Soon 2008 will pass away as all things must, and 2009 will bring with it the standard changes in Sunday meeting time slots, primary classes, and, most delightfully, Gospel Doctrine curriculum. You see, on January 4, we will meet together and study the old testament of our own fashioning. Concomitant with such shifts is an offering by Deseret Book to enrich the lives of the Saints. Two years ago, the offerings were excellent; last year, not so much. This year we have an intriguing volume…let’s see how it stacks up.
Steven C. Harper, Making Sense of the Doctrine & Covenants: A Guided Tour through Modern Revelations. Salt Lake City: Deseret Book, 2008. 601 pp. Endnotes, index. Non-cloth Hardback. $35.95, ISBN 978-1-59038-921-8
Harper is one of the Revelations editors for the Joseph Smith Papers Project. His collaboratively edited volume 1 in the series is due out in the first quarter of 2009. Making Sense, however is a different sort of project. The introduction section of the volume, which chronicles the development of the Doctrine and Covenants, is explicitly apologetic, something to expect in a volume marketed to Latter-day Saints generally. For example, Harper briefly covers the major printings of the book and their significance, but when he describes the removal of the “Lectures on Faith” in 1921, he does not include that the “Lectures” were considered in 1835 to be the “Doctrine” section of the Doctrine and Covenants. However, Harper does note that editorial changes to the revelations were common, affirming to the reader that such changes do not contaminate their revelatory potency.
Harper then treats each section of the Doctrine and Covenants individually. Each revelation receives three discussions: 1) Origins – basically historical context; 2) Content – revelation summary; and 3) Outcomes – history and usage of the revelation.
Typically I have used two different references in approaching the Doctrine and Covenants. They both have significant weakness, mostly due to their dated vintage:
- Robert J. Woodford, “The Historical Development of the Doctrine and Covenants,” 3 vols. (Ph.D. diss., Brigham Young University, 1974).
Whatever its merit, Woodford deserves credit for cranking out 1874 pages of dissertation. BYU Studies released a digital version a couple of years ago. I don’t know about the digital version, but the hard copy is tedious in its comparison of every known (as of 1974) manuscript of the revelations. It has a nice introduction of the various volumes of the Doctrine and Covenants and has historical background for each section. Unfortunately some of Woodford’s work was limited due to the availability of certain archival materials. For example, William Clayton’s diaries were not available for researches at the time. Still, his textual development sections come in mighty handy.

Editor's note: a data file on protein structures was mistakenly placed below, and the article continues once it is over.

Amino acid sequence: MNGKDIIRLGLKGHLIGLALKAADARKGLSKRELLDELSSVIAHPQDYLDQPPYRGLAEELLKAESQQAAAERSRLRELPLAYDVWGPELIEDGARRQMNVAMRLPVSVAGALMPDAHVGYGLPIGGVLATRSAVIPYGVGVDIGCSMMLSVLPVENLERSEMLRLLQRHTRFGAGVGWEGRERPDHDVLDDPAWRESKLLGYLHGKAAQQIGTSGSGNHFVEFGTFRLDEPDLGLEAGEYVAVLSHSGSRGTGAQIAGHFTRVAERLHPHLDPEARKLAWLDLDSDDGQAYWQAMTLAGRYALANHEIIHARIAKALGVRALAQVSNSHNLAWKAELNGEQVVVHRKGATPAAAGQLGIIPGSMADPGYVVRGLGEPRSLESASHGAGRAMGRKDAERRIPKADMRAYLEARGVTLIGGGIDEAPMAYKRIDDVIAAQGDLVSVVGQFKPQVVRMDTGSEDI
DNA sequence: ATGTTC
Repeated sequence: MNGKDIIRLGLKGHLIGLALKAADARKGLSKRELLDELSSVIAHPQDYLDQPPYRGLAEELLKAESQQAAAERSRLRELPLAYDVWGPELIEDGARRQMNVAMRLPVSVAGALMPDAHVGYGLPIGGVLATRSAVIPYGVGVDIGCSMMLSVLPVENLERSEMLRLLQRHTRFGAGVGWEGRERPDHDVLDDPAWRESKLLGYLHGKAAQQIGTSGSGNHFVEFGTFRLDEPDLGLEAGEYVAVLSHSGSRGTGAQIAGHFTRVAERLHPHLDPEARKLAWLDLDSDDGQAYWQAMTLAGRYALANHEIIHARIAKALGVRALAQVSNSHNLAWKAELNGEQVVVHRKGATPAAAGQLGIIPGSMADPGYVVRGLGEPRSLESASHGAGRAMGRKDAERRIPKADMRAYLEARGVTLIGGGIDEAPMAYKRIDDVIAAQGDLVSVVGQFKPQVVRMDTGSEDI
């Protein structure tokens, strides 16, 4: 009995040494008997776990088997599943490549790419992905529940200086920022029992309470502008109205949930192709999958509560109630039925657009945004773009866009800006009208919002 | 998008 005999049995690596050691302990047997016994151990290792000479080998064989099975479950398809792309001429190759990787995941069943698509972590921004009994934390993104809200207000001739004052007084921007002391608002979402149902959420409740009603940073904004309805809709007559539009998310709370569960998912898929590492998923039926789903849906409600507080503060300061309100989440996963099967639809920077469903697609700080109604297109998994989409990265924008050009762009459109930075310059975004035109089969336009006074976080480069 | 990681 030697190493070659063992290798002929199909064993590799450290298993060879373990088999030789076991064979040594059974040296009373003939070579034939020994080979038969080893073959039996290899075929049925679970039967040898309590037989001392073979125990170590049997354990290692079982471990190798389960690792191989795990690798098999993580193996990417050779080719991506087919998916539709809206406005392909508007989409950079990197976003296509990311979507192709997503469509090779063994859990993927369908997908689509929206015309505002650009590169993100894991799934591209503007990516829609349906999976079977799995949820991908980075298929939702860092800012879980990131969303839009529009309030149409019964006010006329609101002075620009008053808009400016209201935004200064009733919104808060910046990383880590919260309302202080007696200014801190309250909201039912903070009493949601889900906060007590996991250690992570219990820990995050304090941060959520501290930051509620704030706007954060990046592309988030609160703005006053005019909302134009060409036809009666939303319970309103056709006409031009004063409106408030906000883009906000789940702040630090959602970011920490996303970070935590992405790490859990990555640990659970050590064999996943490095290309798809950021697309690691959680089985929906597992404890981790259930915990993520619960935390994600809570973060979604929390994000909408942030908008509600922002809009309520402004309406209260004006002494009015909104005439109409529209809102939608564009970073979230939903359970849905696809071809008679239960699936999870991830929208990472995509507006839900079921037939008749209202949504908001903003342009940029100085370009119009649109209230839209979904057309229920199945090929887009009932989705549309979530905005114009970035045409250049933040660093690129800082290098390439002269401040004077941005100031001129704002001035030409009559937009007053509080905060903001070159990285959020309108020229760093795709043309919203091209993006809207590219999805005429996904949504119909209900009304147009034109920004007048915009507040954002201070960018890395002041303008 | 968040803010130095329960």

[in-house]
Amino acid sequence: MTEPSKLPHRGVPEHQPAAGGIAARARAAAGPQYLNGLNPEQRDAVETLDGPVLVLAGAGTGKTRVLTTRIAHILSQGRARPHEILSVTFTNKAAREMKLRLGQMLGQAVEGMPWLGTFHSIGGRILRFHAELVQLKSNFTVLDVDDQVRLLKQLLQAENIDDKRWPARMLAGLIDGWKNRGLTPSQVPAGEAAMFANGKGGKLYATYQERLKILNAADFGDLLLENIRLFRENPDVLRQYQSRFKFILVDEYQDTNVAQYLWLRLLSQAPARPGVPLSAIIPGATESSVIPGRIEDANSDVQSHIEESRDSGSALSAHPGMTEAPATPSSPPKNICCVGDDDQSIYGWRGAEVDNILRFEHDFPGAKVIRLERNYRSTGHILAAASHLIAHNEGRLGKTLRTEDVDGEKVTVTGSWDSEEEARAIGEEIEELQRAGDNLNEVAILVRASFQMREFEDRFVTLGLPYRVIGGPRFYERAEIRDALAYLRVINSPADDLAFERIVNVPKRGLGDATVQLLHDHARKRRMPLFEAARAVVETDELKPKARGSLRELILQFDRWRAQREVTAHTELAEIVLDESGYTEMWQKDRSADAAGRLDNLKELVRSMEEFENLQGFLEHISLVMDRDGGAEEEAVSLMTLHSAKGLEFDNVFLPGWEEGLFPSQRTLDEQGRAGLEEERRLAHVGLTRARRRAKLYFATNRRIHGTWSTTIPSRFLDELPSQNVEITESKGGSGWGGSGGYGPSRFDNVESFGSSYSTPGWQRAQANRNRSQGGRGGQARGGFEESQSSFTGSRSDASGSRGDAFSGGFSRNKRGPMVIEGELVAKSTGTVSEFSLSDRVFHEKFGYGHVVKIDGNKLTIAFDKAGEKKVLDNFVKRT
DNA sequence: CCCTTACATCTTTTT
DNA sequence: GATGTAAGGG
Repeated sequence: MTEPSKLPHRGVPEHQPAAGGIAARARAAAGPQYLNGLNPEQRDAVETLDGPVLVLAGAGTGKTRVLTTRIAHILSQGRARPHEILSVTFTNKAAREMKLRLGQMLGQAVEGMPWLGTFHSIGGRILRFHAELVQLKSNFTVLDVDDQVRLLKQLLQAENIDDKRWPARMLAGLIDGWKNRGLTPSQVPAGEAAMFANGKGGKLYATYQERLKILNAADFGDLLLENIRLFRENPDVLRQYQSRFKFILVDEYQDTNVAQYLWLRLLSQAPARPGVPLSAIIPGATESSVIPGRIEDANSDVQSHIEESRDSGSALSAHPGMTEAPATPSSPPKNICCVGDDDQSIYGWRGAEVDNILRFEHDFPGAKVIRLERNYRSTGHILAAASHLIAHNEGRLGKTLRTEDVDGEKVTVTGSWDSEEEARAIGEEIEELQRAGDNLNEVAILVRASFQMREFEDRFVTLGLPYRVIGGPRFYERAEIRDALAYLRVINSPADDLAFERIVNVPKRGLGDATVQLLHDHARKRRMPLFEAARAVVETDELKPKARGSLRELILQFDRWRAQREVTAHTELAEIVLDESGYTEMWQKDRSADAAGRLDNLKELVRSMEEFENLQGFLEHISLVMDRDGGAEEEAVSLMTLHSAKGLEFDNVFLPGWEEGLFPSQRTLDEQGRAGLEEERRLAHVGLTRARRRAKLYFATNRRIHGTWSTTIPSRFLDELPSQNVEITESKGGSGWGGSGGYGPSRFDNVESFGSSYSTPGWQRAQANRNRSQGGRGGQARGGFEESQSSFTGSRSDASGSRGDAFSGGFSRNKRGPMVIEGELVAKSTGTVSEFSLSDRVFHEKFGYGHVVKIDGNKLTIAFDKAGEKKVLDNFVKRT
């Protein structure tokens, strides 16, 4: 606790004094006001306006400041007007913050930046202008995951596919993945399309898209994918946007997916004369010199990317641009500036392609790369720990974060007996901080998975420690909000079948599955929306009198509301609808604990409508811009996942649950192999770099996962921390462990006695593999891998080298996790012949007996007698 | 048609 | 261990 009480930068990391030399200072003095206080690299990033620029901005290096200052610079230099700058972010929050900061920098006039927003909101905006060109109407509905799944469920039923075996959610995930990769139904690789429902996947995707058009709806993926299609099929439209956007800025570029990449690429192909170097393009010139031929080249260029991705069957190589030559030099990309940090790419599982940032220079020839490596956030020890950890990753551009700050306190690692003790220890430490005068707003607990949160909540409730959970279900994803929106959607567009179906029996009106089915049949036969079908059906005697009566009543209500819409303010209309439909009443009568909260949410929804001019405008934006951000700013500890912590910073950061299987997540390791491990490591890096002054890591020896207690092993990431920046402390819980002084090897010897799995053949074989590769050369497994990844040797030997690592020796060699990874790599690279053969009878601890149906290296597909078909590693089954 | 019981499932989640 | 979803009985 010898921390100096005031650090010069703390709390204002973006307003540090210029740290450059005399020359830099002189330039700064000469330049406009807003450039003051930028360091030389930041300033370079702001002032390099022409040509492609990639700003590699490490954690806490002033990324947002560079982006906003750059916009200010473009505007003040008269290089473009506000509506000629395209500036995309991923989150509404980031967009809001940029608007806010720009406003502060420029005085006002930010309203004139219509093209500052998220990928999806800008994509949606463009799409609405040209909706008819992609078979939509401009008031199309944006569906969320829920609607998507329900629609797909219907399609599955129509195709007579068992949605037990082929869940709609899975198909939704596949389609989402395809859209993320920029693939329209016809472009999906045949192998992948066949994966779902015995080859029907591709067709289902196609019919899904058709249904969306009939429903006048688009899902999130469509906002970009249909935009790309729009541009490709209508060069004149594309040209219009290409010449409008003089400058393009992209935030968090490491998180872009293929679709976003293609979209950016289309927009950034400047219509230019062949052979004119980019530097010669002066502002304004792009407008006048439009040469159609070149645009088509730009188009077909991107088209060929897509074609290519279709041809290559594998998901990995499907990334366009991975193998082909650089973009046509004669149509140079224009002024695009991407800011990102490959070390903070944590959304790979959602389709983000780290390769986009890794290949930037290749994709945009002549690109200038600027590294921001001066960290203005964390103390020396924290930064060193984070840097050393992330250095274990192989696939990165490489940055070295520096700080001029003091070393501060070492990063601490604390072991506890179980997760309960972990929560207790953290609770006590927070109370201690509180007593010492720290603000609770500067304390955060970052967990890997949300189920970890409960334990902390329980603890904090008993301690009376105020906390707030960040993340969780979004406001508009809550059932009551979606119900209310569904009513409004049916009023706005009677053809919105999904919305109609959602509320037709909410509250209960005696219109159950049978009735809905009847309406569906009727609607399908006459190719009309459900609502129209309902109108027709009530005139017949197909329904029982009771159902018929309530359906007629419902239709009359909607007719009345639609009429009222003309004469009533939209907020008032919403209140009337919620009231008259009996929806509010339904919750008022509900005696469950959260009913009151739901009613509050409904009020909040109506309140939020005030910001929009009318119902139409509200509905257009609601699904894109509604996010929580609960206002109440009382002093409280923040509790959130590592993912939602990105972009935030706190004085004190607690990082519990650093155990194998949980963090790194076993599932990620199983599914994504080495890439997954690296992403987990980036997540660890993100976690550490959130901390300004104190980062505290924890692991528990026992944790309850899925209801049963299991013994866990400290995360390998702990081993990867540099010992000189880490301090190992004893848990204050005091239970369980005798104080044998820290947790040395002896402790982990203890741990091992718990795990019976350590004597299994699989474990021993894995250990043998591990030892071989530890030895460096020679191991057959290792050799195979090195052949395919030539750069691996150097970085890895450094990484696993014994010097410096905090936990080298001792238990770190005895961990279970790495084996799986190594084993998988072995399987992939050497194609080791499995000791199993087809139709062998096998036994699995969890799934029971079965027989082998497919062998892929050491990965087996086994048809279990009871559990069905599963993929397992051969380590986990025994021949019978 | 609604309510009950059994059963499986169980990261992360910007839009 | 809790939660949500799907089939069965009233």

- Lyndon W. Cook, The Revelations of the Prophet Joseph Smith: A Historical and Biographical Commentary of the Doctrine and Covenants (Provo: Seventy’s Mission Bookstore, 1981).
This out of print book goes for expensive on the used market, but is available in the various digital Mormon databases (Gospelink; LDSLibrary). Cook has no commentary on the Doctrine and Covenants as a whole, but includes for each section the putative date and location for the reception of the revelation. He includes historical context for each section and biographical overviews of individuals mentioned in them. Sometimes he gives a publication note.
As a matter of comparison, I decided to look at a handful of sections and see how the three different volumes hold up. For this comparison, I am not considering textual development as only Woodford regularly treats it.
Section 76 – “The Vision”
Woodford: History of the Church (HC) account of the reception; Philo Dibble retrospective of the reception; some JS commentary from HC; Brigham Young recollection on how the revelation troubled him, but he worked through it; Orson Pratt and John Murdock diary accounts on the controversy of the revelation; JS (HC) instructing elders not to talk about the revelation in their preaching; HC and Heber C. Kimball diaries on missionaries preaching it, sometimes with controversy and loss of converts; excerpts from the poetic paraphrase, attributing it to Smith.
Cook: Philo Dibble retrospective of the reception; cites controversy, in endnotes quotes BY recollection of trouble; quotes entire poetic paraphrase (8.5 pages) and attributes it to JS.
Harper: Introduction to Calvinist cosmology; JS family background; JS letter from holograph; cites Holifield and Bushman (RSR); SUMMARY; note about the urban legend that we would commit suicide to get to Telestial kingdom, notes two likely sources, (Charles Lowell Walker diary account of Wilford Woodruff recollection and Lorin Farr recollection in a holograph High Priests minute book, 1900. Both are different than the legend); testimony of Rigdon, T&S; general devotional thoughts on an expansive heaven; testimony of Woodruff, circa 1891; BY recollection of trouble; Joseph prooftexting Paul from JS journal (cites holograph and Faulring’s Signature version!); Commentary on the sons of perdition by the FP (holograph letter, 1833); Testimony of how awesome it is from “Manuscript History.”
Winner: Harper; however, it pains me that he didn’t include or discuss the controversy of the revelation. Woodford suffers from not having holograph or critical sources for the HC excerpts and both he and Cook use the poetic paraphrase that is now generally believed to have not been written by JS. Harper repeats the word “soteriology,” and includes nice reference to pertinent literature. I was unaware of the Lorin Farr recollection.